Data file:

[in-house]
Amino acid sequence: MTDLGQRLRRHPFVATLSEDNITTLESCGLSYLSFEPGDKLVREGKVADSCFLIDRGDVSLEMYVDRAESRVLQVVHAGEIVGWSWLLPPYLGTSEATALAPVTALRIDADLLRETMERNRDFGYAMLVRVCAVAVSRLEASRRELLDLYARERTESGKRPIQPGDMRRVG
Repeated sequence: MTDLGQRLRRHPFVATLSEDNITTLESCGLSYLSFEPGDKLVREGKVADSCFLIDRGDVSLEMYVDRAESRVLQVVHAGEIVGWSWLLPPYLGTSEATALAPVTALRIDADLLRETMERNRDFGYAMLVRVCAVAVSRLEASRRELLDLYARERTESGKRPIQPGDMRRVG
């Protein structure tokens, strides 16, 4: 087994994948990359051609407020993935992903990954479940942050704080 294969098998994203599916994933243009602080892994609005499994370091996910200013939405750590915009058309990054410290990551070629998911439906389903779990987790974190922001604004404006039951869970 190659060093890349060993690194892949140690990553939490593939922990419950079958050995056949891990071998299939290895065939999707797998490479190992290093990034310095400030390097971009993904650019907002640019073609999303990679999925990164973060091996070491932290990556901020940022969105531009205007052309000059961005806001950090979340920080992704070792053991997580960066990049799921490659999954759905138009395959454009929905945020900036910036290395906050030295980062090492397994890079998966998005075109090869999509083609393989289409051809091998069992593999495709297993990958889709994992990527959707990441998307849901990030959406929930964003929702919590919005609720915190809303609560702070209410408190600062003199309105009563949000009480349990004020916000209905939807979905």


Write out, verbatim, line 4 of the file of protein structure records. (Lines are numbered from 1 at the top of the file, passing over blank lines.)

């Protein structure tokens, strides 16, 4: 087994994948990359051609407020993935992903990954479940942050704080 294969098998994203599916994933243009602080892994609005499994370091996910200013939405750590915009058309990054410290990551070629998911439906389903779990987790974190922001604004404006039951869970 190659060093890349060993690194892949140690990553939490593939922990419950079958050995056949891990071998299939290895065939999707797998490479190992290093990034310095400030390097971009993904650019907002640019073609999303990679999925990164973060091996070491932290990556901020940022969105531009205007052309000059961005806001950090979340920080992704070792053991997580960066990049799921490659999954759905138009395959454009929905945020900036910036290395906050030295980062090492397994890079998966998005075109090869999509083609393989289409051809091998069992593999495709297993990958889709994992990527959707990441998307849901990030959406929930964003929702919590919005609720915190809303609560702070209410408190600062003199309105009563949000009480349990004020916000209905939807979905």